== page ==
• Ohio Supreme Court Now Requires Real Estate Broker License for Landmen Negotiating Leases / Filing Claims for Compensation
  • October 3, 2018 | Author: Amanda Leigh Fitzhugh Porter
  • Law Firm: Leech Tishman Fuscaldo & Lampl, LLC - Pittsburgh Office
  • On September 25, 2018, the Ohio Supreme Court rendered its opinion in Dundics v. Eric Petroleum Corp., Slip Opinion No. 2018-Ohio-3826, and ruled that oil and gas land professionals who negotiate leases and seek to file a claim for compensation of such services must have a real estate broker’s license pursuant to Ohio Revised Code 4735.01(A), 4735.02(A), and 4735.21 to recover damages for compensation.

    Dundics was hired by Eric Petroleum Corporation to negotiate gas leases with property owners in exchange for “a fixed payment for every leased acre and a percentage of the proceeds from working wells placed on the leased land.”[1] Dundics was not properly compensated for his services and he filed suit for compensatory and punitive damages for claims in breach of contract, conversion, fraud, unjust enrichment, and quantum meruit.[2]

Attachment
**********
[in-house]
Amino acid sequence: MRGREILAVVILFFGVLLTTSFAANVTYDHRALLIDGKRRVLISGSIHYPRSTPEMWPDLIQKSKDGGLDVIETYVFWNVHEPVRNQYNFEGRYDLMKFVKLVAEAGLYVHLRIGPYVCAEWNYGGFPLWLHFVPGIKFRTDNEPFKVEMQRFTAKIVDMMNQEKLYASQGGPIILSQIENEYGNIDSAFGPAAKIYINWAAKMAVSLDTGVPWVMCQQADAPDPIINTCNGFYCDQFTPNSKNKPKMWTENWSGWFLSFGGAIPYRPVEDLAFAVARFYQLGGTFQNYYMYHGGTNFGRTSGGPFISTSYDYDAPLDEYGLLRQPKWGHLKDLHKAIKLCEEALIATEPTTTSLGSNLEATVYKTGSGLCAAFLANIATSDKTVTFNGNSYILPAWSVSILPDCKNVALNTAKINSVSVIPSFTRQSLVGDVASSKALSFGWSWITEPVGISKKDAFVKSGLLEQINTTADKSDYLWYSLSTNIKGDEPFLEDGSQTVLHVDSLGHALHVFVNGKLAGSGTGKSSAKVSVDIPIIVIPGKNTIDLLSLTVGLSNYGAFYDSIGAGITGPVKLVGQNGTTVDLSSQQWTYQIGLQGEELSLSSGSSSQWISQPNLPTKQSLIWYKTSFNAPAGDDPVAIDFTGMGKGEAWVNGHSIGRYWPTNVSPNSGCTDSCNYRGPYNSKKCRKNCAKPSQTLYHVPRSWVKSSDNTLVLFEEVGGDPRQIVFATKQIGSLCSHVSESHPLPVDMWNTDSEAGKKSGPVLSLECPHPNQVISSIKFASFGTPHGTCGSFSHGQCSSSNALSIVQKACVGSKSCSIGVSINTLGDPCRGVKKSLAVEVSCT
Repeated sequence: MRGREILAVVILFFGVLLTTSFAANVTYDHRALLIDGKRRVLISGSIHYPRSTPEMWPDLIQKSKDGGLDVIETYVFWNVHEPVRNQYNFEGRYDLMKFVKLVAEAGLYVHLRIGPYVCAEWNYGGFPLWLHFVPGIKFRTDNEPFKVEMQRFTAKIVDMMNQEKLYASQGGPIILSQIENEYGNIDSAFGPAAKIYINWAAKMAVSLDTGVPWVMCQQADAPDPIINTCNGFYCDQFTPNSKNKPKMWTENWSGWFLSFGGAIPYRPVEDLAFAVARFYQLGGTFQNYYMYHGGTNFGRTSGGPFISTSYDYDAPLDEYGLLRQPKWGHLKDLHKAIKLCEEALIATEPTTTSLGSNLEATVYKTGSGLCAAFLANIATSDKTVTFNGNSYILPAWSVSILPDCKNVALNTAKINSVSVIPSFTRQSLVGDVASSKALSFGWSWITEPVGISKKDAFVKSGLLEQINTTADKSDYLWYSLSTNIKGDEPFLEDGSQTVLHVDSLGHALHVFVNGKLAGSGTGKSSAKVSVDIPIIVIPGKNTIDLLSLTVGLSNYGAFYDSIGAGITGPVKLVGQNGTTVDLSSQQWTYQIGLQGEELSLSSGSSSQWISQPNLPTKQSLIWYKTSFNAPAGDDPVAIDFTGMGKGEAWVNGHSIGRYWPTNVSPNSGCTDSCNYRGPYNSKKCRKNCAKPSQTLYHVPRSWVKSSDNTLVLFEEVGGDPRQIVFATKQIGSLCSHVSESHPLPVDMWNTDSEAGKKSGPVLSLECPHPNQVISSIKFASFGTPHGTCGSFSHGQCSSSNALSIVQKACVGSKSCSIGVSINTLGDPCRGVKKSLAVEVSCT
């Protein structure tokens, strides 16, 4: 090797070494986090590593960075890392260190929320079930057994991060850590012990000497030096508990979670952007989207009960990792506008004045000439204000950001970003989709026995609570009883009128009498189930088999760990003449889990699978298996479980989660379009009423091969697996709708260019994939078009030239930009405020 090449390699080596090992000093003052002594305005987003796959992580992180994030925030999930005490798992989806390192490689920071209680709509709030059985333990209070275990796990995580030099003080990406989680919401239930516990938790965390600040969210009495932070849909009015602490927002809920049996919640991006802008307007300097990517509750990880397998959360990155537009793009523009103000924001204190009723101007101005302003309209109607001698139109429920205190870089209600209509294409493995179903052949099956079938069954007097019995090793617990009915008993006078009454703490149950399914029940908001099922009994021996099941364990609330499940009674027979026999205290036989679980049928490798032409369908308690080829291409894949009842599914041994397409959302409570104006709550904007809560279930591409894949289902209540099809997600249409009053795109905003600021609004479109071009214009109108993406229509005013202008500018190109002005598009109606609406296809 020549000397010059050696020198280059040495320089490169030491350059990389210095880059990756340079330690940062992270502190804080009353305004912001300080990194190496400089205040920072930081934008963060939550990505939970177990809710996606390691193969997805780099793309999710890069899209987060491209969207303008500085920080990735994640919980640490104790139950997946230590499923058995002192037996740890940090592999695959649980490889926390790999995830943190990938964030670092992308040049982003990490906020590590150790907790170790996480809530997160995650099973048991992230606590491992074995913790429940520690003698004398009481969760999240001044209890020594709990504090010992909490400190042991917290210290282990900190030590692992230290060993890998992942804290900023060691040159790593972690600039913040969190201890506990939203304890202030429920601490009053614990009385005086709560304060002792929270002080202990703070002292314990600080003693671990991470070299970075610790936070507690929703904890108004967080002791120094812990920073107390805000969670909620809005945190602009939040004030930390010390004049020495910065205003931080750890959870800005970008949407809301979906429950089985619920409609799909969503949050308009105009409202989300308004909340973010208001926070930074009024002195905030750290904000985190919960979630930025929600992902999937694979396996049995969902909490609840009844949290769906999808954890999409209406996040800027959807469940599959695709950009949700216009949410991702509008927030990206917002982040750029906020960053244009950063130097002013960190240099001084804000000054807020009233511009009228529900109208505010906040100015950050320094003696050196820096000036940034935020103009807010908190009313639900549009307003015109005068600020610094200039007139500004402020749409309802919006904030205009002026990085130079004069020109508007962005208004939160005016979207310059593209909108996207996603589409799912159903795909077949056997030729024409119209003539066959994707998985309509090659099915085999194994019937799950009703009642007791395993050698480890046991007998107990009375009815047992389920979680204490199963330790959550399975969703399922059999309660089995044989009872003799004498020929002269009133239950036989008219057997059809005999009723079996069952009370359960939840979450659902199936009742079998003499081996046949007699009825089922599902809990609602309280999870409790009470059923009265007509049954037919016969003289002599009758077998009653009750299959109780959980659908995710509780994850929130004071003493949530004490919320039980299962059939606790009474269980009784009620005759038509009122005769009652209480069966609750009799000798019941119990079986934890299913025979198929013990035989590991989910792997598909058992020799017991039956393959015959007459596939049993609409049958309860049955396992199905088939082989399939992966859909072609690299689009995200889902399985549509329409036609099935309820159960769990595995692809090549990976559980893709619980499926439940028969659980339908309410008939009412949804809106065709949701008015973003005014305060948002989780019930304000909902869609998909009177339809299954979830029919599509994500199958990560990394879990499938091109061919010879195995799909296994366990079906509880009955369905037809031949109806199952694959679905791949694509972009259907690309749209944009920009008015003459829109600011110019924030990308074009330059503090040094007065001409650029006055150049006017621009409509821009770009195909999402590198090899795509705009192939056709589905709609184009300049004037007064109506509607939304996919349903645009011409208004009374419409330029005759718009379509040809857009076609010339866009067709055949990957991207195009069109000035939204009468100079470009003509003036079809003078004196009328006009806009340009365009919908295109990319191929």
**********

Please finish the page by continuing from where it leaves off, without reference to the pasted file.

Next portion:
Pursuant to O.R.C. 4735.01(A) a real estate broker is defined “as any person or entity who, for compensation or other valuable consideration, performs certain activities, including negotiating the lease of real estate, holding one’s self out as engaged in the business of leasing real estate, and ‘the procuring of prospects or the negotiation of any transaction . . . which does or is calculated to result in’ the lease of real estate.”[3]

    The Court notes that the statute broadly defines “real estate” under O.R.C. 4735.01(B), to include “leaseholds as well as any and every interest or estate in land situate in this state, whether corporeal or incorporeal, whether freehold or nonfreehold, and the improvements on the land, but does not include cemetery interment rights.”[4] Since the language of the statute is clear, not ambiguous, and does not specifically carve out an exception for oil and gas land professionals, the Court concluded that oil and gas land professionals fall within the purview of the statute and negotiating oil and gas leases requires a real estate broker’s license pursuant to O.R.C. 4735.01(A) and 4735.02(A).[5] Pursuant to O.R.C. 4735.21, oil and gas land professionals are required to have a real estate broker’s license at the time they are engaged in leasing activities, and without a real estate broker’s license, oil and gas land professionals cannot bring suit to recover compensatory and punitive damages.[6]